Ask pretty much any regular, even daily, Mass-going Catholic… Novus Ordo Mass-going Catholic, that is… how important the homily is, and the odds are pretty good the answer will be, “It’s incredibly important!”
In May of 2012, America Magazine ran a story about a recent survey conducted at the request of Bishop David M. O’Connell, C.M., of Trenton, N.J., wherein inactive Catholics were asked “why they left.”
Not surprisingly, the matter of poor homilies came to the fore.
Another woman wrote, “I tried different Catholic churches in the area because I just didn’t seem to be getting anything out of the Mass, especially the homily.” Another person said, “I stopped going regularly because the homilies were so empty… ” There were many complaints about the quality of homilies as well as about poor music at Mass.
So, how important is the homily at Holy Mass? Well, it depends on who you ask.
If you pose the very same question to a Catholic who is fortunate enough to regularly assist at the Traditional Latin Mass, the answer you’ll likely receive is that it’s not very important at all. And guess what? Objectively speaking, it’s not.
Now, that’s not to say that the homily is entirely irrelevant. Even the Council of Trent recognized the great opportunity the sermon represents for pastors to expound upon “some portion of those things which are read at Mass, and explain some mystery of this Most Holy Sacrifice, especially on the Lord’s days and festivals.” (cf Council of Trent, Session XXII, Doctrine on the Holy Sacrifice of the Mass, Ch. VIII)
That being said, the homily, in the scope of the sacred liturgy as a whole, is not terribly important, which is precisely why it is optional in the traditional rite, and may be omitted on weekdays even in the Novus Ordo.
So, why do so many Catholics today tend to vastly overestimate the homily’s importance?
In short, this phenomenon is nothing more than the bitter fruits of the protestantization of the Mass that took place following Vatican Council II.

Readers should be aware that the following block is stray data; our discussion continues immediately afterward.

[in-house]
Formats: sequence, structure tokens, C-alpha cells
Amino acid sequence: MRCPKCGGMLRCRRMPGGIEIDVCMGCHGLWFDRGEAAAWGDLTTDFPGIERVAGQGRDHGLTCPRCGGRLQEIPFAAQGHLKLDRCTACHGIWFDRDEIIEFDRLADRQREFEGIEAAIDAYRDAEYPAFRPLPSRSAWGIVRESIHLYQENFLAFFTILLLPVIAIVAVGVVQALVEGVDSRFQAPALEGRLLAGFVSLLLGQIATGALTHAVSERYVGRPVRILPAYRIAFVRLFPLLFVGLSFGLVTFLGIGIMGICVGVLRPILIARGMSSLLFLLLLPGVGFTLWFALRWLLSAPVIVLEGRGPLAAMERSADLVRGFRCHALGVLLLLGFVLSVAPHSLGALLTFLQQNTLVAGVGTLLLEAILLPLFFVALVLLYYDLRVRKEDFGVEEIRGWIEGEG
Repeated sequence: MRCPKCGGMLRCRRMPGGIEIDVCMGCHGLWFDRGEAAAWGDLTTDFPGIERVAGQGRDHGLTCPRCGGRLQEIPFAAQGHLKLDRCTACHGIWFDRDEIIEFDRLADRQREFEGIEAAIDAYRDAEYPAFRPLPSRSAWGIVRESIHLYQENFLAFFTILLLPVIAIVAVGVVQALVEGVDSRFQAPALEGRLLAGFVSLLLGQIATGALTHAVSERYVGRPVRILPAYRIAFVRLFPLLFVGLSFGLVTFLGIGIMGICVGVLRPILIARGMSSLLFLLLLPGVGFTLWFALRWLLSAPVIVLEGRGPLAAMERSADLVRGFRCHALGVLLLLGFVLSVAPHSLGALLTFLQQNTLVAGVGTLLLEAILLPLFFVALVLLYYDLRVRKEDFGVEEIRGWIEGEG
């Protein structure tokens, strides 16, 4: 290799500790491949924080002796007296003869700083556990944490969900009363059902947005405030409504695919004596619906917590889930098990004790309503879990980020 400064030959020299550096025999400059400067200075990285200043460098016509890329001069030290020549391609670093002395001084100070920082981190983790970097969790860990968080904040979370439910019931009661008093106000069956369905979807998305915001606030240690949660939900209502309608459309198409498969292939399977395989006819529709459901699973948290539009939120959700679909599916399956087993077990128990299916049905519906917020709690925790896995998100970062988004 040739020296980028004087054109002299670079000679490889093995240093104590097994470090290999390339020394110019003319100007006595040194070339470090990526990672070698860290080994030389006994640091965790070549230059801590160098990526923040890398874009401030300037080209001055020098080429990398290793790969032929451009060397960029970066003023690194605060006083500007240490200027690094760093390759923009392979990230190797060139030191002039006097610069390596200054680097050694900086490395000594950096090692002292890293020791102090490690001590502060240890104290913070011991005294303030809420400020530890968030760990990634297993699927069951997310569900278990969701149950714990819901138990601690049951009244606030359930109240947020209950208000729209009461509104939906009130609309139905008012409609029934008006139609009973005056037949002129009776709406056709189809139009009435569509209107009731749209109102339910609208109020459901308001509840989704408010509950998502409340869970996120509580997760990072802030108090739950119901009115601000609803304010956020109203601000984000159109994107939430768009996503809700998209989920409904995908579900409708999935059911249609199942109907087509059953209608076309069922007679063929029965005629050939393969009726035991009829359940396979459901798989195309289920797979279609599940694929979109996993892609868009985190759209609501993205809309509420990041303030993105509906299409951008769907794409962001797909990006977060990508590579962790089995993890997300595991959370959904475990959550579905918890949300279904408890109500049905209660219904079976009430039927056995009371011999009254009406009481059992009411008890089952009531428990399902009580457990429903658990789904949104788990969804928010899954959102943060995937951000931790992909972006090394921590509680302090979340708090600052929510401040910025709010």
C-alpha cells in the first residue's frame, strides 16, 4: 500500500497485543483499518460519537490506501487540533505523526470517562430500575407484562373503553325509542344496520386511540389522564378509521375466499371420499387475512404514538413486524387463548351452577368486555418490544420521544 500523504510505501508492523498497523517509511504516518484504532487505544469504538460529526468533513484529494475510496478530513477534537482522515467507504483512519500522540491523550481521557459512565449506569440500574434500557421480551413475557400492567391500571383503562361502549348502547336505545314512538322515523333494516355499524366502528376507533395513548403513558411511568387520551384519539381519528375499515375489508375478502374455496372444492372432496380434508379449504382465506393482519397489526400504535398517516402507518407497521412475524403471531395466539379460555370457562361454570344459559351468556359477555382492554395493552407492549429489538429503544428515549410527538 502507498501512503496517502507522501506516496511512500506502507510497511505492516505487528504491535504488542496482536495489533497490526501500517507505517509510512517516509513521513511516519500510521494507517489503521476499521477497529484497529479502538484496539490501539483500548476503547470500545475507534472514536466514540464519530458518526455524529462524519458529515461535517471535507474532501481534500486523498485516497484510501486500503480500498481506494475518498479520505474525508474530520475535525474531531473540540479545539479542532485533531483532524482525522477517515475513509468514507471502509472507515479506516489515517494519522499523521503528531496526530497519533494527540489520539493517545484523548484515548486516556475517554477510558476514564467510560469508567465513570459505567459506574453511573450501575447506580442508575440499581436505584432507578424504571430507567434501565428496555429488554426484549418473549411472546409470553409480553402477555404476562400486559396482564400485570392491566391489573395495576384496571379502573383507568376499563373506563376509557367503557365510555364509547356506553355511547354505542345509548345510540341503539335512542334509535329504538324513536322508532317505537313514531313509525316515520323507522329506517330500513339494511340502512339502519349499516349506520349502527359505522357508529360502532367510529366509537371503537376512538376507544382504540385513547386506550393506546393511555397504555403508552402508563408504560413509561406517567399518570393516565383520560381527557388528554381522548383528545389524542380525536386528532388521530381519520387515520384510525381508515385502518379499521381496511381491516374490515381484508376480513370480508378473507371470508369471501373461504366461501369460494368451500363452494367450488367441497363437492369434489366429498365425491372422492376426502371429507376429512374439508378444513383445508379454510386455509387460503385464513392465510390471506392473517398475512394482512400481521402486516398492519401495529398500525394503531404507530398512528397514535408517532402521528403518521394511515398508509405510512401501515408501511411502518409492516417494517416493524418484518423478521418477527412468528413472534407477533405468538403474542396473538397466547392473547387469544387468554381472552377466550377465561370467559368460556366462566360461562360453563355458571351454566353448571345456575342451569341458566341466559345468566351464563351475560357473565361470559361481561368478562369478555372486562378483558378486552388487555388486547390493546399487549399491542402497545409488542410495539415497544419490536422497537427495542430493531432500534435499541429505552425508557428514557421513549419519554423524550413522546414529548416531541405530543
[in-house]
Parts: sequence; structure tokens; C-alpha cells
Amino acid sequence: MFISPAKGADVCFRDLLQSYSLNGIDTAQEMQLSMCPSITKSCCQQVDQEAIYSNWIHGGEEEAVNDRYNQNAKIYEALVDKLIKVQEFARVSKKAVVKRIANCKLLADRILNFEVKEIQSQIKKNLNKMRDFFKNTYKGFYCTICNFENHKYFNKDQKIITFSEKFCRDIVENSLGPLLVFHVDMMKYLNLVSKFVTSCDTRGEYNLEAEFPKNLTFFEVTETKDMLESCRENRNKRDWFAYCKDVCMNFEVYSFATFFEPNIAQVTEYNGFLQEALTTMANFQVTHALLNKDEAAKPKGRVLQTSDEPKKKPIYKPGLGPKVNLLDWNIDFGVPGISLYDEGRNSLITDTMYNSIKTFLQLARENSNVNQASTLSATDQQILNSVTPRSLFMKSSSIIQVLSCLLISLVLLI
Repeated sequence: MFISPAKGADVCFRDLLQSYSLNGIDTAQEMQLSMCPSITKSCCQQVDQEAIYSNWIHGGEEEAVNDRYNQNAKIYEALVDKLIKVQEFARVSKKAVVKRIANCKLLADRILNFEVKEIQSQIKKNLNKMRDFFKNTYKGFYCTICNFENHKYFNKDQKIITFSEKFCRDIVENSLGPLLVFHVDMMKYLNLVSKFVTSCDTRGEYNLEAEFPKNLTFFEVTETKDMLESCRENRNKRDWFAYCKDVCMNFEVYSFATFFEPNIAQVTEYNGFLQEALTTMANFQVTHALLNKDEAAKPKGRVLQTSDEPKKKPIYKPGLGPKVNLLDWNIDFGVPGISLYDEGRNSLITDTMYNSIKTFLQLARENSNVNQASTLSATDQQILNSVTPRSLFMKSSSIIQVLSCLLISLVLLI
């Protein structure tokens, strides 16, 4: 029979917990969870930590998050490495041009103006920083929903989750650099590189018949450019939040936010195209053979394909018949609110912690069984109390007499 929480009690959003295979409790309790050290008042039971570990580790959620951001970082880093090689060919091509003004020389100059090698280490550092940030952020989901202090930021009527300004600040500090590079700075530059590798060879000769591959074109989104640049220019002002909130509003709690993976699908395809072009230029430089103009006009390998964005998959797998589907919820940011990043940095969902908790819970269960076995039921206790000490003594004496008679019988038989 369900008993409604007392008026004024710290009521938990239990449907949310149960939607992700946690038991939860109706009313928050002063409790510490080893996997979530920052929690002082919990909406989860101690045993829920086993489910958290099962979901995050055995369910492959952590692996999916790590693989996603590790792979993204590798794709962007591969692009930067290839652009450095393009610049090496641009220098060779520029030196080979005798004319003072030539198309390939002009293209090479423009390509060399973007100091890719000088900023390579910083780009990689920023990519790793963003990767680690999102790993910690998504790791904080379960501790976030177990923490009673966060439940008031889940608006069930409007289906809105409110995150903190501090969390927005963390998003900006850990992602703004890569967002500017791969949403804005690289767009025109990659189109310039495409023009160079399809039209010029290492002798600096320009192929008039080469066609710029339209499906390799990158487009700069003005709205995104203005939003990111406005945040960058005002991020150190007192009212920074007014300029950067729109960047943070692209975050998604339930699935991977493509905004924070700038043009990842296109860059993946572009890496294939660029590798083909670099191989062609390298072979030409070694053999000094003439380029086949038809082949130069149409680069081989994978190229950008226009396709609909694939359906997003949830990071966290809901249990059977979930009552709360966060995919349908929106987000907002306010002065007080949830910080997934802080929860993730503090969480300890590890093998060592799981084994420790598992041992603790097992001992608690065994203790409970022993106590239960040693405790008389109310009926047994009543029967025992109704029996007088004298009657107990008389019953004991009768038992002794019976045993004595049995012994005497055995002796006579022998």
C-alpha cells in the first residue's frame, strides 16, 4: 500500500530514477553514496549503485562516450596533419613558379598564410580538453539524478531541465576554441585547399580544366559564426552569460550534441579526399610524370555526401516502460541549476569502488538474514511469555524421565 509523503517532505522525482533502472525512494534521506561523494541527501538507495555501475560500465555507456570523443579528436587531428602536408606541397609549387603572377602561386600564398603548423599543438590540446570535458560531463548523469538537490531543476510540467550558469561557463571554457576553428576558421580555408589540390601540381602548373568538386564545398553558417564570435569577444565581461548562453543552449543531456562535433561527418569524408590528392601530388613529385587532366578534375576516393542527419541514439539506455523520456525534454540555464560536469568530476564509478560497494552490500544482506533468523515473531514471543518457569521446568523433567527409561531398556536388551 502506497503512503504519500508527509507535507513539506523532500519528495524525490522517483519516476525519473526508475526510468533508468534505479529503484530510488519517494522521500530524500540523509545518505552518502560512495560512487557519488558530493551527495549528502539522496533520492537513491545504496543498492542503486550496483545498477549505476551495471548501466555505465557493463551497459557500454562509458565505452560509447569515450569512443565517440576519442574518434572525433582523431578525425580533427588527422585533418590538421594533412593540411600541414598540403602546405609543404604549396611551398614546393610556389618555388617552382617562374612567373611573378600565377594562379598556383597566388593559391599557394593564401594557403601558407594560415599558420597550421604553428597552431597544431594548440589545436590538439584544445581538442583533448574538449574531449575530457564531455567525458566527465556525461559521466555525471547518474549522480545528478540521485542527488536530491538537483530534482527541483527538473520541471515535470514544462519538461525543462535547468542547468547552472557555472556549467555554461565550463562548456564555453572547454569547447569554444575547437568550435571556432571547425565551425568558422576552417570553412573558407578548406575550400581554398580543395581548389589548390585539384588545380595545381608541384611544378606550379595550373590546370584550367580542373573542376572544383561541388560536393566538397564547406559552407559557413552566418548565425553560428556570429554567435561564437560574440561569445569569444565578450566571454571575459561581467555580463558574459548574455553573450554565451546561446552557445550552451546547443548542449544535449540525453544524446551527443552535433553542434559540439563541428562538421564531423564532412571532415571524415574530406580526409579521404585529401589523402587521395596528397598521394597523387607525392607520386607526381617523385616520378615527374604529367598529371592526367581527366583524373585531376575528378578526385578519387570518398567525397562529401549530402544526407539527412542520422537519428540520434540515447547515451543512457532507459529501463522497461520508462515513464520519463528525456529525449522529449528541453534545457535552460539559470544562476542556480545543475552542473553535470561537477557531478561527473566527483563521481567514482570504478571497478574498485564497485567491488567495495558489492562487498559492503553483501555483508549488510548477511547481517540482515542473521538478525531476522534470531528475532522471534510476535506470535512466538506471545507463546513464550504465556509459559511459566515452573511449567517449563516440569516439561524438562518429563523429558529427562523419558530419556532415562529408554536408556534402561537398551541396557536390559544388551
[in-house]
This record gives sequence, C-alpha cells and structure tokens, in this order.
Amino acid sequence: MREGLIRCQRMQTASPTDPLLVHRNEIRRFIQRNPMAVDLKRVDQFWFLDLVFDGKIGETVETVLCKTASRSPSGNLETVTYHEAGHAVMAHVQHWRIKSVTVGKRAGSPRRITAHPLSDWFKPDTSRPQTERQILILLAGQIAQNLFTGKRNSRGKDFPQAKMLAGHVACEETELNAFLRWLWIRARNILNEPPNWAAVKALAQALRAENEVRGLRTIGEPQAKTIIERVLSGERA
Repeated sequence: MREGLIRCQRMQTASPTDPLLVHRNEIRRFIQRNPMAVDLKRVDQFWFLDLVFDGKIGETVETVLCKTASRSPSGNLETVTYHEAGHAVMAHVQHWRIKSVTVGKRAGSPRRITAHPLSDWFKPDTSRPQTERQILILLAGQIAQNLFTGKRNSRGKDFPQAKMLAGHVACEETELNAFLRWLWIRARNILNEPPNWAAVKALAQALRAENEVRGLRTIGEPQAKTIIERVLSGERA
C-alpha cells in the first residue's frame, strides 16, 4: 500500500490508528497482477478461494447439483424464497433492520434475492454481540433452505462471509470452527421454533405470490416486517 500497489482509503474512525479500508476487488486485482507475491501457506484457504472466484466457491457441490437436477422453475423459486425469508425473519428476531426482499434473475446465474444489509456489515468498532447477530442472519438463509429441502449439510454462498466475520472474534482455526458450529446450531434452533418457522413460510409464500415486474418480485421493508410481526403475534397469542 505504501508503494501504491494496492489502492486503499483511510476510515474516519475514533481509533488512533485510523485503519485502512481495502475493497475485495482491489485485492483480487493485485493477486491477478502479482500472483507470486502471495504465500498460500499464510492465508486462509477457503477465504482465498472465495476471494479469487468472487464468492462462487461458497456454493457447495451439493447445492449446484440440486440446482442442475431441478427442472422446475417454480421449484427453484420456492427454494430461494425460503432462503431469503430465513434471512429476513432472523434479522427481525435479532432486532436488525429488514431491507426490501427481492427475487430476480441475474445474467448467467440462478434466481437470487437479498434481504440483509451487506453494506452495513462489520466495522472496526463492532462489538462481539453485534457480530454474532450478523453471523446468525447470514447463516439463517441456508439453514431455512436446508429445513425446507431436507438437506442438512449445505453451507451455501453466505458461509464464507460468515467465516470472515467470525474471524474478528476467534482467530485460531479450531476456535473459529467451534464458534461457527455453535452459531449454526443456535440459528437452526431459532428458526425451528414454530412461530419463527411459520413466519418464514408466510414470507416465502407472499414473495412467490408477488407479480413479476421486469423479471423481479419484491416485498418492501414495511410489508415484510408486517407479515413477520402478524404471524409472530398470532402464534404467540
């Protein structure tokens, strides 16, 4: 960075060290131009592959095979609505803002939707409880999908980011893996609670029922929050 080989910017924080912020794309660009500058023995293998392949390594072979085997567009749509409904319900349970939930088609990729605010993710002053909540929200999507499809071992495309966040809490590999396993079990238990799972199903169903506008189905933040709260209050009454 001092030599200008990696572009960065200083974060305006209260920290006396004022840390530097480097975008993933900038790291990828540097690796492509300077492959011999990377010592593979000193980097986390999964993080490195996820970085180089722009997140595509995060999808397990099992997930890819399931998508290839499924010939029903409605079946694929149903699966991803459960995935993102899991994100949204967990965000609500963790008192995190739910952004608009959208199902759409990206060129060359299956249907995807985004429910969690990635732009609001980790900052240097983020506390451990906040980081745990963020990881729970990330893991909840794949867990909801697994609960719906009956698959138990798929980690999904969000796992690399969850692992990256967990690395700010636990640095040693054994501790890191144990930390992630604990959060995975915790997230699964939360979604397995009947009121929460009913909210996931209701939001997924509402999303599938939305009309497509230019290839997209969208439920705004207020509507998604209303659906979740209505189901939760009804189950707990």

Let’s be honest, there is scarcely a Catholic among us who will deny that their experience of the new Mass, as most typically celebrated (facing the people), is heavily influenced by what I call “the liturgical persona” of the priest-celebrant.
For example, when Mass is offered by a priest who effectively manifests a true love for the Lord and His people – not simply through the homily, but throughout the entirety of the rite, whether by the expressiveness of his intonations, the eloquence of his gestures or by some other means – it is not uncommon for the faithful to experience a certain “connection” and a sense of joy that is due in no small measure to the pious feelings that the priest himself aroused within them.
The converse, of course, is also true as one’s experience of Holy Mass is often impacted in a negative way by a priest who lacks the charisma, and dare we say the “stage presence,” of the aforementioned other, a “shortcoming” often made most evident in the course of a bland, uninspiring homily.
The common thread in both of these examples is the “performance driven” dynamic that features so prominently in the newly configured rite, something that is utterly foreign to the Holy Sacrifice of the Mass as offered according to the usus antiquior, wherein even the worst of homilies can do little to rob the rite of its transcendent grandeur.
In short, the notion that the homily is an important part of the Mass, and the closely related claim that lousy preaching is driving Catholics away, is facile.
The real tragedy evident in all of this is the fact that the new Mass has given rise to an equally new class of Catholic liturgical consumers who, just like their protestant counterparts whose sensibilities the liturgical reformers were so eager to placate, are looking for a good return on the investment of the their time in the pew, as measured according to the subjective whims of personal taste.
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